Review the slides from Undergraduate Academic Orientation Day, September 6, 2016.
Film Research Collections
The Film Studies program has a substantial research collection that was donated by individuals and institutions, specifically by Prof. Peter Harcourt (Emeritus) and the National Film Archives and the National Film Board Reference Library. It is available for on-site consultation to graduate students and faculty in the Graduate Study Room on the 4th floor of the St. Patrick’s Building. It consists of a wide range of printed materials, such as film journals, periodicals, trade publications and newsletters, reference books, industry indexes, guides to resources and books, in addition to catalogues of the major Canadian film festivals.
Very valuable to this collection are the full runs of Canadian publications like Motion, The Canadian Cinematographer Newsletter, Cinema Canada, Séquences, Cinéma Québec, New Canadian Cinema/Nouveau Cinéma Canadien and the first Take One. Large sets of international publications are also available. They include, among others, Screen, Educational Screen, Sight and Sound, Films Criticism, Films and Filming from Great Britain; Media International and Cinema Papers from Australia; American Radio and Television, Velvet Light Trap and Wide Angle from the United States; Cahiers du Cinéma, Cahiers de la Cinématheque and Film Francais from France.
Carleton’s MacOdrum Library
The University’s main library, the MacOdrum, has over 7,000 books and over 200 hundred periodicals in its collections related to the study of cinema. The collections are strong in holdings of film criticism, theory and aesthetics, national cinemas, film scripts, and in material by and about individual filmmakers. The library has film-specific monographs and journals in English, French, Spanish, German, Italian and Russian. There are excellent inter-library loan services.
Off-campus library holdings and resources
Its Ottawa location provides the Film Studies program with research facilities unequalled anywhere in Canada.
The film archive, library and documentation centre of the National Library and Archives Canada is a major complementary resource. The film archive is a full member of the International Federation of Film Archives and is recognized as a world-class film archive and has ties with other film archives around the world for the purposes of loan, exchange and purchase of materials. It is the deposit archive and library for all films produced in Canada and is responsible for preserving and disseminating Canada’s entire film heritage. In addition, it has extensive public and private documentation relating to the history and production of film in Canada. The Cinémathèque québécoise, with its materials on French and Quebec cinema, is not out of reach in Montreal. At the University of Ottawa, some periodical holdings, and some imprints, especially in French, supplement the MacOdrum Library’s collections.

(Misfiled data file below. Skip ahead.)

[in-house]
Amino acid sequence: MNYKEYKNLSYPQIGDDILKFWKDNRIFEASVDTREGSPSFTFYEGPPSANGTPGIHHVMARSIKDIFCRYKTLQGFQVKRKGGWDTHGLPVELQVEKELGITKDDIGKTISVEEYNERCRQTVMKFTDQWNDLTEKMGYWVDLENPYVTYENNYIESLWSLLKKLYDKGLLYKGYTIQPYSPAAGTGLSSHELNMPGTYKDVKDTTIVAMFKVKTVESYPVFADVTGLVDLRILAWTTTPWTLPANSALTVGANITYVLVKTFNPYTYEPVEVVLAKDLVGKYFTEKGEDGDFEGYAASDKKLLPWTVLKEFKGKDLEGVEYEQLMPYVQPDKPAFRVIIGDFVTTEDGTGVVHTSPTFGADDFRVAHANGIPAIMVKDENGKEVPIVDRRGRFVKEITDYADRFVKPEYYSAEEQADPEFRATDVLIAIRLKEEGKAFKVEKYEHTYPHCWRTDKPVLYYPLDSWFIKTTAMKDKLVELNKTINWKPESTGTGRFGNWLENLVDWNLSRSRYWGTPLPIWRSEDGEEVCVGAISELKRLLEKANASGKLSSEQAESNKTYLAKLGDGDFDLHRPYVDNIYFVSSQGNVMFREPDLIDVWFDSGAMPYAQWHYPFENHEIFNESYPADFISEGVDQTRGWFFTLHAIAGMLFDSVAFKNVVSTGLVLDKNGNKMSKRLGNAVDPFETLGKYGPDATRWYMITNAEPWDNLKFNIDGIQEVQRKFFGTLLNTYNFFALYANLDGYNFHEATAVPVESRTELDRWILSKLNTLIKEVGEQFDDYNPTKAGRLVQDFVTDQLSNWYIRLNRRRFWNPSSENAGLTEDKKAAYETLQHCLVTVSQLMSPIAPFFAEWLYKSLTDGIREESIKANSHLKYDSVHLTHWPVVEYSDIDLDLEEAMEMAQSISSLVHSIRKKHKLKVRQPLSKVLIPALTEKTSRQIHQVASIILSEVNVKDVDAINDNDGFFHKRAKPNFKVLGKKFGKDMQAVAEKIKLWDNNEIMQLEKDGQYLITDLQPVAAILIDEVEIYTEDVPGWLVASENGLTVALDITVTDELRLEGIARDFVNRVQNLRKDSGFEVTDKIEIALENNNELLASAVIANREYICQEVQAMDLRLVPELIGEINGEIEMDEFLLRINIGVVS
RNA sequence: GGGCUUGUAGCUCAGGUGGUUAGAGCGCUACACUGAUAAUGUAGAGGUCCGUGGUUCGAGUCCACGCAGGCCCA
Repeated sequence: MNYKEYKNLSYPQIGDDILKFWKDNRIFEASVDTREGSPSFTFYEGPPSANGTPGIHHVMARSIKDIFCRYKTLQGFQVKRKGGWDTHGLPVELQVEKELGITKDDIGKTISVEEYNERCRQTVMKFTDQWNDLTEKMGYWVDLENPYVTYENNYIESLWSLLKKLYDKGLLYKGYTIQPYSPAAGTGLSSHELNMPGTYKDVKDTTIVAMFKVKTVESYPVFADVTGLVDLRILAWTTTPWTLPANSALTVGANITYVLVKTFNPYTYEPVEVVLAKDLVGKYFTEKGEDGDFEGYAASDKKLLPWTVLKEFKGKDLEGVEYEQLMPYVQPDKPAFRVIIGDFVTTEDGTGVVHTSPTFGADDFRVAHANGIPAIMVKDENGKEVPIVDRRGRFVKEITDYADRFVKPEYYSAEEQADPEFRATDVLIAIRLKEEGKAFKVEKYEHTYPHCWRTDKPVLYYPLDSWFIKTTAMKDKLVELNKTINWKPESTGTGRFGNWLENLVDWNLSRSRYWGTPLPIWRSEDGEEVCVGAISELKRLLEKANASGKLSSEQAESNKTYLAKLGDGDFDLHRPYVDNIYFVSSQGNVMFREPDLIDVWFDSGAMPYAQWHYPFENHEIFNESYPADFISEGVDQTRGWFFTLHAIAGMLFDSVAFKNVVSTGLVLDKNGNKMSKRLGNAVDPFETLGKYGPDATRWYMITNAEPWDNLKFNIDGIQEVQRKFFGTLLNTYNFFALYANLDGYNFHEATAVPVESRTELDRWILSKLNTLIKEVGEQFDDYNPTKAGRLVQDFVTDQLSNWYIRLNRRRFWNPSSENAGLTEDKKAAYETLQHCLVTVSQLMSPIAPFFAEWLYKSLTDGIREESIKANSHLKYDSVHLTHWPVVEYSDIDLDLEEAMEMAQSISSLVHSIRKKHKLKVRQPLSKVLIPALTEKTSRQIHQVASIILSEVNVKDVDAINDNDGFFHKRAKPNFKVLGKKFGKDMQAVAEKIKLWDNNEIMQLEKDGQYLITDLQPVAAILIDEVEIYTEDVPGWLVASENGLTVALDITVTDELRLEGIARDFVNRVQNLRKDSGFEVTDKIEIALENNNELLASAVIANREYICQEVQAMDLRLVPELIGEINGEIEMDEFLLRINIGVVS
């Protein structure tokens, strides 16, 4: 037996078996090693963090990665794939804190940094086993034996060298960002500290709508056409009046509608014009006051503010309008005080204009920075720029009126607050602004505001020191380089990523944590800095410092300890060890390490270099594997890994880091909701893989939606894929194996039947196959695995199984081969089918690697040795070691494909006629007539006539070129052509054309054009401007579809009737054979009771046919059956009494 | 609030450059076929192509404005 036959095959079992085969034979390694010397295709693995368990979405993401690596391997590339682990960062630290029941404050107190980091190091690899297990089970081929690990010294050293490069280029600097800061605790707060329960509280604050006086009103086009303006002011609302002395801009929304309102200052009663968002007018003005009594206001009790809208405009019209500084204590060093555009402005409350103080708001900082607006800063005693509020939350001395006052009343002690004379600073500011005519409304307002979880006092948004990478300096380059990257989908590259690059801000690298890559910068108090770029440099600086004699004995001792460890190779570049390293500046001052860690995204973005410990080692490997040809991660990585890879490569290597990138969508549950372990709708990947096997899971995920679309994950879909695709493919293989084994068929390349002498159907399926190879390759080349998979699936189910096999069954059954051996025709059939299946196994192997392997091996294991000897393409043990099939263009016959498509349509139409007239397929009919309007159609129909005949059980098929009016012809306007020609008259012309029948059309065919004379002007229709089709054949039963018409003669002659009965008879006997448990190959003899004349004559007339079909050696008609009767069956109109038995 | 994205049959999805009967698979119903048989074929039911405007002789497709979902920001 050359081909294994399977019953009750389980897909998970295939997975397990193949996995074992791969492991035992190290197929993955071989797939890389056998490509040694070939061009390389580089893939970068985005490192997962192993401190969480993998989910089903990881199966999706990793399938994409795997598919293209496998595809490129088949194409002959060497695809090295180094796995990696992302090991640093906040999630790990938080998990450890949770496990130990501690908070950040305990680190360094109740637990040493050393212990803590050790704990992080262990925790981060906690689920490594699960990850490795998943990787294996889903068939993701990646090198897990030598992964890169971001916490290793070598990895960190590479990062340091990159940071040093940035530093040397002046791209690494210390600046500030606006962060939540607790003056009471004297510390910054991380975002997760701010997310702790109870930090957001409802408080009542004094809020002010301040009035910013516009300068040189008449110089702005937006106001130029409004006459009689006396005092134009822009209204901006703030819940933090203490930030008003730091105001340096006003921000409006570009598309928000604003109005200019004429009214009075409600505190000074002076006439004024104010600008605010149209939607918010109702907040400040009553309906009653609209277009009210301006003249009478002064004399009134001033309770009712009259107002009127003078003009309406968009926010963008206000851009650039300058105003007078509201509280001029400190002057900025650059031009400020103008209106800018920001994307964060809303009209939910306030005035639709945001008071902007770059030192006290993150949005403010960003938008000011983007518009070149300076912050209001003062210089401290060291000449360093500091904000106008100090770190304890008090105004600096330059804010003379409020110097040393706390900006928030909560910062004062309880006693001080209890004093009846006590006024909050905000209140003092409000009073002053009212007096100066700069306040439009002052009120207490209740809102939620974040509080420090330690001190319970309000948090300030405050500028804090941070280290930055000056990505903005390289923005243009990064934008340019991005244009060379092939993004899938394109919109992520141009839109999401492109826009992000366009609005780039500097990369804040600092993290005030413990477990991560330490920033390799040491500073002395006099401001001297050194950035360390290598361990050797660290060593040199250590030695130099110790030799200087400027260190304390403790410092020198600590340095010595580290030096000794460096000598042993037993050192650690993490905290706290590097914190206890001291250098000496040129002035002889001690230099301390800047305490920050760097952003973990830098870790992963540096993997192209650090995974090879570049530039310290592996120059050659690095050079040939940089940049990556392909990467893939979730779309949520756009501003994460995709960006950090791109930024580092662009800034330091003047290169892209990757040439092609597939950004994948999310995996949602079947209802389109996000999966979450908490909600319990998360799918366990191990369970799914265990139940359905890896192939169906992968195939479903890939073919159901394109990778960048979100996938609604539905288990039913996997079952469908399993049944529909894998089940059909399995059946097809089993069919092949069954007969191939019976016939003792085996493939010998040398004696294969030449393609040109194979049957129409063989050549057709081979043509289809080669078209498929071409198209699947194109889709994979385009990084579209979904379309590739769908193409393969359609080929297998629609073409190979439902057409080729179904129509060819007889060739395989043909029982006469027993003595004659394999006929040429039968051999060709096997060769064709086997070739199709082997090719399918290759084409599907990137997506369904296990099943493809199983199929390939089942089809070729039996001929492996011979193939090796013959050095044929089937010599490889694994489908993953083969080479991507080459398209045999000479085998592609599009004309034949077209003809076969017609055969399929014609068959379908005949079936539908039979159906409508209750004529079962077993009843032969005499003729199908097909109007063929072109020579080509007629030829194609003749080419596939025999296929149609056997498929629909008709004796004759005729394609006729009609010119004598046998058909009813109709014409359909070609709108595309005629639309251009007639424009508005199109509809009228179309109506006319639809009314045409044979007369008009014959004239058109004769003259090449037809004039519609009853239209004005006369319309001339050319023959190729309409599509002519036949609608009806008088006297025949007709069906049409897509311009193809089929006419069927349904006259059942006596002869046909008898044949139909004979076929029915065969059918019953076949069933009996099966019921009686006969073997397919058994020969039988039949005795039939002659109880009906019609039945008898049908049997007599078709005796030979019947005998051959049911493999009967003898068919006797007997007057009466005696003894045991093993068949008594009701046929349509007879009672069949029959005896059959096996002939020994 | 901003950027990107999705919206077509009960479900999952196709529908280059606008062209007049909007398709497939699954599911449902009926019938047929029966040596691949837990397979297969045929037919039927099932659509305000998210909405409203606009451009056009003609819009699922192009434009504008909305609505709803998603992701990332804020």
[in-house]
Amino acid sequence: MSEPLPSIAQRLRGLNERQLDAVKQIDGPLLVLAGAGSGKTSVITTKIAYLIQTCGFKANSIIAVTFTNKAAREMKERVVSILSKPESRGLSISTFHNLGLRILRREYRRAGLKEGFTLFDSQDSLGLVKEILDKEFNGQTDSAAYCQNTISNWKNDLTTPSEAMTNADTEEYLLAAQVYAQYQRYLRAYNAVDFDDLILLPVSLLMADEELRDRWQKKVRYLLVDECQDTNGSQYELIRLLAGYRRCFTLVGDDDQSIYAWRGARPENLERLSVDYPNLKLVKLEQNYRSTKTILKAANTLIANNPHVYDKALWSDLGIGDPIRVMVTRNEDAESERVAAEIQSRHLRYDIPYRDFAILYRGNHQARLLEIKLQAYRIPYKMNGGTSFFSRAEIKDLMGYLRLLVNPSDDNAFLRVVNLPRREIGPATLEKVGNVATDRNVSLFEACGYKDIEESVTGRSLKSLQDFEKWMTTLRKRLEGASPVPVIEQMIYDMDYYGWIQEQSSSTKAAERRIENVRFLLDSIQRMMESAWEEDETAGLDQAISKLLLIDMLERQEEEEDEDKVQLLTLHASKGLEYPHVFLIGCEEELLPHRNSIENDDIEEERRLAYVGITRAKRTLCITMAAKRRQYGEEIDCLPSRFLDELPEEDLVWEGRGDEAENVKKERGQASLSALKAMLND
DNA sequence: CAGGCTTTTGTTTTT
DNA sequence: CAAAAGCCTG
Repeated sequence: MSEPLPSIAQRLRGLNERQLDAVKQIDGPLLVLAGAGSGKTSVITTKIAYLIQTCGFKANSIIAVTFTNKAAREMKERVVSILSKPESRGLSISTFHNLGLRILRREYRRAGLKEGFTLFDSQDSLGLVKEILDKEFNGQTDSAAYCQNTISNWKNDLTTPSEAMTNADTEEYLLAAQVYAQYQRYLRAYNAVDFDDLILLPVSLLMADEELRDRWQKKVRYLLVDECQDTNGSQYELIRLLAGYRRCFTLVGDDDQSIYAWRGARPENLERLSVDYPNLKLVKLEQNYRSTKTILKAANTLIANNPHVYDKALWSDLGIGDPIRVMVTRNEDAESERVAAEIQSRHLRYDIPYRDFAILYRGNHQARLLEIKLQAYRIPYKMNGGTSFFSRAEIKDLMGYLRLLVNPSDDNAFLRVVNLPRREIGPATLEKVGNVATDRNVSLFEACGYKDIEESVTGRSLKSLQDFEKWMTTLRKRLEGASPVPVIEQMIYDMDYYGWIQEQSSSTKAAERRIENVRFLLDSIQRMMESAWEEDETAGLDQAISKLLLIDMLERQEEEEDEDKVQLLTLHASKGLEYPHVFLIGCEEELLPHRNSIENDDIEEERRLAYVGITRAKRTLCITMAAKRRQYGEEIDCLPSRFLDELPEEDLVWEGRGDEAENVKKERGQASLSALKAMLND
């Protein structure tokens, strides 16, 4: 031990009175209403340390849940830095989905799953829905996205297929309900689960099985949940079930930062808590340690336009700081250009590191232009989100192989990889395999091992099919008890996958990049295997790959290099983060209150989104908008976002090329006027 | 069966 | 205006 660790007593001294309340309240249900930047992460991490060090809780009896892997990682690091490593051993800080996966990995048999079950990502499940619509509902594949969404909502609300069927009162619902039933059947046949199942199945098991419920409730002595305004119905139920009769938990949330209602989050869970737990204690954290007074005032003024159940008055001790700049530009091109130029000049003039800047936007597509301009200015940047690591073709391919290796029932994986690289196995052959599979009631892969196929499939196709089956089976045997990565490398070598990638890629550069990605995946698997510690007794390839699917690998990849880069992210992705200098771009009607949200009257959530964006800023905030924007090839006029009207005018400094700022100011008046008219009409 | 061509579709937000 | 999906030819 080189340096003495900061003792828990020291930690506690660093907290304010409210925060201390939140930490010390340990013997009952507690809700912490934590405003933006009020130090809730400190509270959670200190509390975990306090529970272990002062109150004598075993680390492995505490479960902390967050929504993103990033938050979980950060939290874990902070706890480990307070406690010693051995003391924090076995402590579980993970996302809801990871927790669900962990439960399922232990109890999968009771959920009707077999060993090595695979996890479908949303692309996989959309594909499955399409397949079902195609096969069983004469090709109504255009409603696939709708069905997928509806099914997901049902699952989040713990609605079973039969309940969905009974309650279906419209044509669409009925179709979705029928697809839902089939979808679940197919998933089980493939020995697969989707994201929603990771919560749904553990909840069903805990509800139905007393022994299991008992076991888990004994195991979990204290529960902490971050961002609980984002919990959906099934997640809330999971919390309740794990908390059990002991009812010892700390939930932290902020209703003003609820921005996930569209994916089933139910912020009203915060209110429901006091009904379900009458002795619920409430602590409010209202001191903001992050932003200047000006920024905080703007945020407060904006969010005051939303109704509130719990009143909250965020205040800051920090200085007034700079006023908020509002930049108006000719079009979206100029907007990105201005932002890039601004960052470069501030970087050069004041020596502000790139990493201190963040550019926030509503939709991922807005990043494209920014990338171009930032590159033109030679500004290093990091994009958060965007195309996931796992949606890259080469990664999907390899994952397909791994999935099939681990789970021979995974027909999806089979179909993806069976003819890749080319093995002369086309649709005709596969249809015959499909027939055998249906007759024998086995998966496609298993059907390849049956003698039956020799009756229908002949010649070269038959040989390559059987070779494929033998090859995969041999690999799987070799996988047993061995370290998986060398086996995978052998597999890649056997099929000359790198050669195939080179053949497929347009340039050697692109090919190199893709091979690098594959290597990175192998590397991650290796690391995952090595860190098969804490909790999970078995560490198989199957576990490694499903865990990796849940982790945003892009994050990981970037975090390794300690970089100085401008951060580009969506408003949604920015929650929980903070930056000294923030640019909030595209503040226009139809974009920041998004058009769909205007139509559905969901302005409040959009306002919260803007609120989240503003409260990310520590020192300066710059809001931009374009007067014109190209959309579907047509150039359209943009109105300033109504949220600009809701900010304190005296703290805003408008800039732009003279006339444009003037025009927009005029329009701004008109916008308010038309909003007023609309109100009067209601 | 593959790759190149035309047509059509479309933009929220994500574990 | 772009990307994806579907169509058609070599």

The collections of the Canada Museum of Science and Technology offer opportunities to research the history and development of image and sound technologies, including film, radio and television broadcasting. The National Gallery of Canada has a collection of films by Canadian artists, many of whom are important figures in avant-garde cinema (Michael Snow, Jack Chambers, Joyce Wieland, et al). The National Gallery and the Canada Council Art Bank also continue to showcase and acquire Canadian and international video art and both have significant libraries on the subject. The extraordinary resources of the Ottawa area are a particular incentive to research and study in the field of Canadian film and video.
Film and media events in Ottawa
Ottawa has a lively film and media scene. Annual festivals include the world-class Ottawa International Animation Festival, the Making Scenes Lesbian and Gay Film and Video Festival, the European Union Festival, the Latin American Film Festival and the One World Film Festival. The Canadian Film Institute screens important Canadian and international cinema year round. Film, video and interactive media are regularly on exhibit at the National Gallery of Canada, the Ottawa Art Gallery, and artist-run organisations Galerie 101, Available Light, SAW Gallery, the Independent Filmmakers Cooperative of Ottawa and other ad hoc venues. Ottawa has excellent art-house and repertory cinemas where independent and international films open soon after their theatrical release. Of particular note is the Mayfair Cinema located near Carleton University. Originally opened in 1932, it is one of the oldest, still-operating “atmospheric” movie theaters in Canada with many of the original interior details intact. It offers an eclectic and vibrant program, attracting film buffs of all ages.
Ottawa is also the home of two major independent film and video production community centres, the Independent Filmmakers Cooperative of Ottawa and SAW Video Co-op, which provide funding, equipment and post-production resources.
The following is a list of links to some of our “community” partners.
We are also grateful to some of these organizations for providing us with practica/internship placements.